To make matters worse, my dad works in the Navy, and had to deploy a few months after my mom was diagnosed. Combined, these two things had a very powerful effect on everyone. Throughout all of this, I tried to not let it affect me. I told people at school, both friends and teachers, but I tried not to bring it up often. This wasn’t only that I didn’t want to talk about it, but also because it felt like I would be making an excuse at the expense of someone else. My mom was the one suffering, while I was perfectly okay. To me, claiming that it affected me academically would be faking a broken arm after seeing the attention that the person with the real broken arm got. I did care about my mom’s health, that’s why I didn’t want to undermine it by complaining about my “suffering”. While it did affect me heavily, it would have been arrogant for me to “take credit” for the suffering that was not experienced by me.
Eventually, my mom was able to overcome the cancer and successfully had it removed from her body. But, this taught me another thing I didn’t know about breast cancer. A lot of surgery goes into attempting to bring back healthy tissue that was removed. The most surprising thing was that the reconstruction surgeries are the ones that seemed to be the most dangerous. While the chemo made my mom weak and sick, the reconstruction opened up the possibility of much worse things. One of the scariest experiences I had during this was when my mom began to feel unusually sick. We all watched her to make sure she was okay, even calling over a friend who was a nurse. That’s when my mom and her friend realized what was going on. The device put in place to help reconstruction had caused a major infection to begin to develop. This meant that it must be removed, alongside all progress towards the reconstruction. That was when I saw my mom go from seeming okay, to being in great sorrow and despair. She didn’t want to have it removed, even refusing to go the hospital at first. I didn’t understand this, and I’m not sure I even understand it now. The tissue that was lost was not, as far as health goes, important. It also didn’t make her appear strange in anyway, with even having many thing that would hide it if she felt otherwise. But still, she seemed to initially choose her health over losing it. This was the closest I felt to thinking that she was going to die. She eventually went to the hospital and had it, as well as the staph infection, removed.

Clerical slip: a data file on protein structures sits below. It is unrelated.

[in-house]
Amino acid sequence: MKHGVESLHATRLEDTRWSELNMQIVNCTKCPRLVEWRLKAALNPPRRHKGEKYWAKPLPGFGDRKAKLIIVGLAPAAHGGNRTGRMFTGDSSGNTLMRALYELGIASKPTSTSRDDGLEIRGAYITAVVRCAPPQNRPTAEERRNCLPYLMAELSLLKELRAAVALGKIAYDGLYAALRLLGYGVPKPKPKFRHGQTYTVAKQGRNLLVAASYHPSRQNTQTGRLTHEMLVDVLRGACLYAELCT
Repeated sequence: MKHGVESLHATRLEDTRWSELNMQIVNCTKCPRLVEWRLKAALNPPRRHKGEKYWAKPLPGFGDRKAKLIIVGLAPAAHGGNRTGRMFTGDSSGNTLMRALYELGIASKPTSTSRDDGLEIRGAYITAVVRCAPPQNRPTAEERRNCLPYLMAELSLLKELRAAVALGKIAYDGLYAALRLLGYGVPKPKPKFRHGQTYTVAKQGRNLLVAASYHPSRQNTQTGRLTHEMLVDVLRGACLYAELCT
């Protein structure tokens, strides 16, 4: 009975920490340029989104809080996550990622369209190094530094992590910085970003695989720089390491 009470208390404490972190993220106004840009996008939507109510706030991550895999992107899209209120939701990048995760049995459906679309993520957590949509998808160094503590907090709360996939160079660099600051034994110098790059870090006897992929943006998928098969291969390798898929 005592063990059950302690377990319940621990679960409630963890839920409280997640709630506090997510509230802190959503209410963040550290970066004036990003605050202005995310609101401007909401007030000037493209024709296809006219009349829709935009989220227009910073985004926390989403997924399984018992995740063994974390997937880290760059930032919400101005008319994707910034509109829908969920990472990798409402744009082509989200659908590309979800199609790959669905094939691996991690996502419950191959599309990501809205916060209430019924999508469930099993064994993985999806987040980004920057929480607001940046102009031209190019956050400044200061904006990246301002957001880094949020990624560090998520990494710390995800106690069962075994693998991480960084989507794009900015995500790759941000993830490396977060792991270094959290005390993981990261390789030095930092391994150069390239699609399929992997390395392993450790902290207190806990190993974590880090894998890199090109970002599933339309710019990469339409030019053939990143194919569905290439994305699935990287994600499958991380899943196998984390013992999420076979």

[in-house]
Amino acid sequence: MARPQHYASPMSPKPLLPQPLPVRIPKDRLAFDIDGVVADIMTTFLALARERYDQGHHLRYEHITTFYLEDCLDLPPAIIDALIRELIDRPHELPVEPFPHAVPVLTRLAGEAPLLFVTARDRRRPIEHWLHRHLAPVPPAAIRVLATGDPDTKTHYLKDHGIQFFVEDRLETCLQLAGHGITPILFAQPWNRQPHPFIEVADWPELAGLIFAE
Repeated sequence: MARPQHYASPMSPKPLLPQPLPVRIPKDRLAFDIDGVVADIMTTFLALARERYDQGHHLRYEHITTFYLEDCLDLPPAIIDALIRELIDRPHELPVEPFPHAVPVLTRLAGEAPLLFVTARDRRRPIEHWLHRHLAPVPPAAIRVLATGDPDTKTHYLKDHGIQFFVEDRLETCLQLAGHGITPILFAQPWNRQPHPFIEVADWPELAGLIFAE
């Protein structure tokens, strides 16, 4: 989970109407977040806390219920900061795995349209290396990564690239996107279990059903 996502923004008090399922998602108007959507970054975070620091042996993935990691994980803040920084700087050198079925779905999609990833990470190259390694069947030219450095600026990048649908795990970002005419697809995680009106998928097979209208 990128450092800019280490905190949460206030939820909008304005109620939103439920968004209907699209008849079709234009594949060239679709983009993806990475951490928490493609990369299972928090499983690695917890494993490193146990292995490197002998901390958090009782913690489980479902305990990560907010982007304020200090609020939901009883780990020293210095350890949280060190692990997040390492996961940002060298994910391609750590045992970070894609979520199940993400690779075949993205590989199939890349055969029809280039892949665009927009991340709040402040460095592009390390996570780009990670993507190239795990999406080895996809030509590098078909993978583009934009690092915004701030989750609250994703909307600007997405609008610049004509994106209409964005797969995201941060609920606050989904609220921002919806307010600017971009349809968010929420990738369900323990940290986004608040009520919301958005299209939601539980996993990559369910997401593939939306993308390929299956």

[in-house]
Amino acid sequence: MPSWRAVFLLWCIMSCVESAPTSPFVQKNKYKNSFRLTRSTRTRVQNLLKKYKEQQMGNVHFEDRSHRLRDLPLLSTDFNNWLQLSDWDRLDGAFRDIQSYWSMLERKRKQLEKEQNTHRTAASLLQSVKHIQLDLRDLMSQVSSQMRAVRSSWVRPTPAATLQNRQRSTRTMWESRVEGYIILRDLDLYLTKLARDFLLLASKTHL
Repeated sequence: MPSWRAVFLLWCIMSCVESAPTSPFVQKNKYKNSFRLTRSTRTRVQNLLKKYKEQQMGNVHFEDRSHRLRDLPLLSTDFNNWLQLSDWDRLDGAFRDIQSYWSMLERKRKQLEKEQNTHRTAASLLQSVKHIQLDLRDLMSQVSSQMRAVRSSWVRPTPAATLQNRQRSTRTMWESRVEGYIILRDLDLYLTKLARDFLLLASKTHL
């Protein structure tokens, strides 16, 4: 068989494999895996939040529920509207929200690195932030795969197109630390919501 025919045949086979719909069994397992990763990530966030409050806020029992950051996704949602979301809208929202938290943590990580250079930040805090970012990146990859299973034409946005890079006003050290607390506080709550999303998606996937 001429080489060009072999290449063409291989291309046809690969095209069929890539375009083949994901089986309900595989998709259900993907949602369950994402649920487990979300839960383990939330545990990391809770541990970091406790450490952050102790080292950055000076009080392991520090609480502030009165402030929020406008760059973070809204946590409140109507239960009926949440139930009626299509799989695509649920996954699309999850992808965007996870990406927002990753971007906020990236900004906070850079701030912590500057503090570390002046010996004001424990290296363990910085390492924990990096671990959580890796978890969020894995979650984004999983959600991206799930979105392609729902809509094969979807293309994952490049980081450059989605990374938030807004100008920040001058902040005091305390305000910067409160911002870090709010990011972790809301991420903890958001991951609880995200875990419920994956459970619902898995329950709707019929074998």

After a few years of treatment, the worst is now behind us. However, the effects of the cancer are still present. My mom is still going through reconstruction surgery, but nothing even coming close to before has happened. The cancer has not returned, and I hope never will. Her hair has regrown, and she has regained much of her strength. She’s now active in the breast cancer support group “Beyond Boobs!” and has found a lot of people who have or are going through same thing as she did. Everyone in my family is now more aware of the effects of breast cancer after seeing what it can do first-hand.
-Jacob (16 yrs)